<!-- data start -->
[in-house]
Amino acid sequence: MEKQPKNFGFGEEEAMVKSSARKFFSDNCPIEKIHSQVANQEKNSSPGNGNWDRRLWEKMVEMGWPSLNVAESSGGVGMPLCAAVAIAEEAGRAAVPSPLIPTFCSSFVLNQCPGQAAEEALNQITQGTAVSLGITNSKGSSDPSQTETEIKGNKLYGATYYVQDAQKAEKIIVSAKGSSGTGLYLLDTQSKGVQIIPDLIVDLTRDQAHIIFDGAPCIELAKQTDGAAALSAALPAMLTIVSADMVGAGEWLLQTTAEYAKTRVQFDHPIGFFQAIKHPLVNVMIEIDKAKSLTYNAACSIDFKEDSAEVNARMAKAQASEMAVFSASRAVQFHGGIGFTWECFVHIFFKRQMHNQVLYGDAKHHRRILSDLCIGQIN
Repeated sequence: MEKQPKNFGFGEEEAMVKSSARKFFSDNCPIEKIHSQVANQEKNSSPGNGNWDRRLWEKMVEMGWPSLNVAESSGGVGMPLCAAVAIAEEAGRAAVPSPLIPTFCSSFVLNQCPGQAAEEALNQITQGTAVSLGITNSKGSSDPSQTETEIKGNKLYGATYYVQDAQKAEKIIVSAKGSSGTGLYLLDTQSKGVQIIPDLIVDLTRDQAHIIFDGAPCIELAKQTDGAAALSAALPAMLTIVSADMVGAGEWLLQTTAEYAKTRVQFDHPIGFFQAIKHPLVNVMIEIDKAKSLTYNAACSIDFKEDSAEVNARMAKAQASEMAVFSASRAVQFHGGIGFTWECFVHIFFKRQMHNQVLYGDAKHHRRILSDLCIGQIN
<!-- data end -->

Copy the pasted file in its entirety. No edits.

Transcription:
[in-house]
Amino acid sequence: MEKQPKNFGFGEEEAMVKSSARKFFSDNCPIEKIHSQVANQEKNSSPGNGNWDRRLWEKMVEMGWPSLNVAESSGGVGMPLCAAVAIAEEAGRAAVPSPLIPTFCSSFVLNQCPGQAAEEALNQITQGTAVSLGITNSKGSSDPSQTETEIKGNKLYGATYYVQDAQKAEKIIVSAKGSSGTGLYLLDTQSKGVQIIPDLIVDLTRDQAHIIFDGAPCIELAKQTDGAAALSAALPAMLTIVSADMVGAGEWLLQTTAEYAKTRVQFDHPIGFFQAIKHPLVNVMIEIDKAKSLTYNAACSIDFKEDSAEVNARMAKAQASEMAVFSASRAVQFHGGIGFTWECFVHIFFKRQMHNQVLYGDAKHHRRILSDLCIGQIN
Repeated sequence: MEKQPKNFGFGEEEAMVKSSARKFFSDNCPIEKIHSQVANQEKNSSPGNGNWDRRLWEKMVEMGWPSLNVAESSGGVGMPLCAAVAIAEEAGRAAVPSPLIPTFCSSFVLNQCPGQAAEEALNQITQGTAVSLGITNSKGSSDPSQTETEIKGNKLYGATYYVQDAQKAEKIIVSAKGSSGTGLYLLDTQSKGVQIIPDLIVDLTRDQAHIIFDGAPCIELAKQTDGAAALSAALPAMLTIVSADMVGAGEWLLQTTAEYAKTRVQFDHPIGFFQAIKHPLVNVMIEIDKAKSLTYNAACSIDFKEDSAEVNARMAKAQASEMAVFSASRAVQFHGGIGFTWECFVHIFFKRQMHNQVLYGDAKHHRRILSDLCIGQIN